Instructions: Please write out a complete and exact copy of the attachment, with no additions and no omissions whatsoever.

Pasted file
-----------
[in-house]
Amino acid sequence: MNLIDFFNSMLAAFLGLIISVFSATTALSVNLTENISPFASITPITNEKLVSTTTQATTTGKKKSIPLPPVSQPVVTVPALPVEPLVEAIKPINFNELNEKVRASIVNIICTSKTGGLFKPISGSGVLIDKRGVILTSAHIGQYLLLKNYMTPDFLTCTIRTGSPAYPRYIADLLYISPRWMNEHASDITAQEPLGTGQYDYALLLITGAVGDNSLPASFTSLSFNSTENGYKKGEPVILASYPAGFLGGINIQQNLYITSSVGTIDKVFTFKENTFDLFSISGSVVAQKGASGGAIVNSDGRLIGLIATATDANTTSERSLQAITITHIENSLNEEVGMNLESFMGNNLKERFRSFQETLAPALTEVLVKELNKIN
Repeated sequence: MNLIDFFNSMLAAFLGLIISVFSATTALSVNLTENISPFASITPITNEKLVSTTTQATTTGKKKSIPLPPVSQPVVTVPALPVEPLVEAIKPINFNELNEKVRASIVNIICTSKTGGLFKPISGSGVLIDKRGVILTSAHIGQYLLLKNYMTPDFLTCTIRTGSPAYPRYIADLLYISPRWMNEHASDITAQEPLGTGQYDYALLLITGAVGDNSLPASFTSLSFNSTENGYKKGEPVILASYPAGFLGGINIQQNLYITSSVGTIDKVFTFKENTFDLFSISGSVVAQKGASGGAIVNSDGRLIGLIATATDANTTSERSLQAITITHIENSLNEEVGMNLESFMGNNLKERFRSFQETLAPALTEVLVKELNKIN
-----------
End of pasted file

[in-house]
Amino acid sequence: MNLIDFFNSMLAAFLGLIISVFSATTALSVNLTENISPFASITPITNEKLVSTTTQATTTGKKKSIPLPPVSQPVVTVPALPVEPLVEAIKPINFNELNEKVRASIVNIICTSKTGGLFKPISGSGVLIDKRGVILTSAHIGQYLLLKNYMTPDFLTCTIRTGSPAYPRYIADLLYISPRWMNEHASDITAQEPLGTGQYDYALLLITGAVGDNSLPASFTSLSFNSTENGYKKGEPVILASYPAGFLGGINIQQNLYITSSVGTIDKVFTFKENTFDLFSISGSVVAQKGASGGAIVNSDGRLIGLIATATDANTTSERSLQAITITHIENSLNEEVGMNLESFMGNNLKERFRSFQETLAPALTEVLVKELNKIN
Repeated sequence: MNLIDFFNSMLAAFLGLIISVFSATTALSVNLTENISPFASITPITNEKLVSTTTQATTTGKKKSIPLPPVSQPVVTVPALPVEPLVEAIKPINFNELNEKVRASIVNIICTSKTGGLFKPISGSGVLIDKRGVILTSAHIGQYLLLKNYMTPDFLTCTIRTGSPAYPRYIADLLYISPRWMNEHASDITAQEPLGTGQYDYALLLITGAVGDNSLPASFTSLSFNSTENGYKKGEPVILASYPAGFLGGINIQQNLYITSSVGTIDKVFTFKENTFDLFSISGSVVAQKGASGGAIVNSDGRLIGLIATATDANTTSERSLQAITITHIENSLNEEVGMNLESFMGNNLKERFRSFQETLAPALTEVLVKELNKIN